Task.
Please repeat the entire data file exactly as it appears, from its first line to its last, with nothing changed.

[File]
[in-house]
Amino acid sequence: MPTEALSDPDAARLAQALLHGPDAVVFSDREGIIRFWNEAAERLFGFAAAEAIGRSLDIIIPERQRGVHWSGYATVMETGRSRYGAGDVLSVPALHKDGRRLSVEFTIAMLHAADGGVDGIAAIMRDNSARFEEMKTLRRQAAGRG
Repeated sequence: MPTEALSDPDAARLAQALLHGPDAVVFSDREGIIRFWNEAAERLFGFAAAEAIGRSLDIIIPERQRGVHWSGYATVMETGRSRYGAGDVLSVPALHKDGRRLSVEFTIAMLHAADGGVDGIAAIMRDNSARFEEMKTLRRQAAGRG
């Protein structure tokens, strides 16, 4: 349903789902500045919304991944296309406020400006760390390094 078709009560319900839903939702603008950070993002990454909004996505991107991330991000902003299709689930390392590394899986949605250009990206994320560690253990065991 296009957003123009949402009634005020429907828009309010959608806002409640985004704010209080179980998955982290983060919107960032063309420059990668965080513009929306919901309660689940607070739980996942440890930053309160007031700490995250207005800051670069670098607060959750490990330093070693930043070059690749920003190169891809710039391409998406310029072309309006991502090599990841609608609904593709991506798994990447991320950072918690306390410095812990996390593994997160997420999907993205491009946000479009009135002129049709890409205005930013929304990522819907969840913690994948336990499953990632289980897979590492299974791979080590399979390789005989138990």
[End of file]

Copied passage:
[in-house]
Amino acid sequence: MPTEALSDPDAARLAQALLHGPDAVVFSDREGIIRFWNEAAERLFGFAAAEAIGRSLDIIIPERQRGVHWSGYATVMETGRSRYGAGDVLSVPALHKDGRRLSVEFTIAMLHAADGGVDGIAAIMRDNSARFEEMKTLRRQAAGRG
Repeated sequence: MPTEALSDPDAARLAQALLHGPDAVVFSDREGIIRFWNEAAERLFGFAAAEAIGRSLDIIIPERQRGVHWSGYATVMETGRSRYGAGDVLSVPALHKDGRRLSVEFTIAMLHAADGGVDGIAAIMRDNSARFEEMKTLRRQAAGRG
């Protein structure tokens, strides 16, 4: 349903789902500045919304991944296309406020400006760390390094 078709009560319900839903939702603008950070993002990454909004996505991107991330991000902003299709689930390392590394899986949605250009990206994320560690253990065991 296009957003123009949402009634005020429907828009309010959608806002409640985004704010209080179980998955982290983060919107960032063309420059990668965080513009929306919901309660689940607070739980996942440890930053309160007031700490995250207005800051670069670098607060959750490990330093070693930043070059690749920003190169891809710039391409998406310029072309309006991502090599990841609608609904593709991506798994990447991320950072918690306390410095812990996390593994997160997420999907993205491009946000479009009135002129049709890409205005930013929304990522819907969840913690994948336990499953990632289980897979590492299974791979080590399979390789005989138990």